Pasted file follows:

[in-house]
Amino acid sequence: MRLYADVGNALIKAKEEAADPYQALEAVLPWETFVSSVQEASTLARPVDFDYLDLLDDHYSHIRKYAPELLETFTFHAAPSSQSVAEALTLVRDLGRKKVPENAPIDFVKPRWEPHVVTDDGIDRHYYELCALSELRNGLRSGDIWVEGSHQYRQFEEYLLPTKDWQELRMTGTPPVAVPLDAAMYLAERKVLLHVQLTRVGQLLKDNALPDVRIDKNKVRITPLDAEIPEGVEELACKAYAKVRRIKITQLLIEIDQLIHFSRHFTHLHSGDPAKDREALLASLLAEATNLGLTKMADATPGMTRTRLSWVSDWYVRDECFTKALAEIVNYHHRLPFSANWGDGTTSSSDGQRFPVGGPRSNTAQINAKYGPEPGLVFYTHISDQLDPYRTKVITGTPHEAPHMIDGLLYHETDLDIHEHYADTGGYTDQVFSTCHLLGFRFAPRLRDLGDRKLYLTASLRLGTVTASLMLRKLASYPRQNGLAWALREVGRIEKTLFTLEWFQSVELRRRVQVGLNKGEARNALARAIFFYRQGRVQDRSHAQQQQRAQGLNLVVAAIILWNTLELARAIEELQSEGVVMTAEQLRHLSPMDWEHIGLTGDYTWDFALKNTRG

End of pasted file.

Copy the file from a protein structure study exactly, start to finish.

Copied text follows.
[in-house]
Amino acid sequence: MRLYADVGNALIKAKEEAADPYQALEAVLPWETFVSSVQEASTLARPVDFDYLDLLDDHYSHIRKYAPELLETFTFHAAPSSQSVAEALTLVRDLGRKKVPENAPIDFVKPRWEPHVVTDDGIDRHYYELCALSELRNGLRSGDIWVEGSHQYRQFEEYLLPTKDWQELRMTGTPPVAVPLDAAMYLAERKVLLHVQLTRVGQLLKDNALPDVRIDKNKVRITPLDAEIPEGVEELACKAYAKVRRIKITQLLIEIDQLIHFSRHFTHLHSGDPAKDREALLASLLAEATNLGLTKMADATPGMTRTRLSWVSDWYVRDECFTKALAEIVNYHHRLPFSANWGDGTTSSSDGQRFPVGGPRSNTAQINAKYGPEPGLVFYTHISDQLDPYRTKVITGTPHEAPHMIDGLLYHETDLDIHEHYADTGGYTDQVFSTCHLLGFRFAPRLRDLGDRKLYLTASLRLGTVTASLMLRKLASYPRQNGLAWALREVGRIEKTLFTLEWFQSVELRRRVQVGLNKGEARNALARAIFFYRQGRVQDRSHAQQQQRAQGLNLVVAAIILWNTLELARAIEELQSEGVVMTAEQLRHLSPMDWEHIGLTGDYTWDFALKNTRG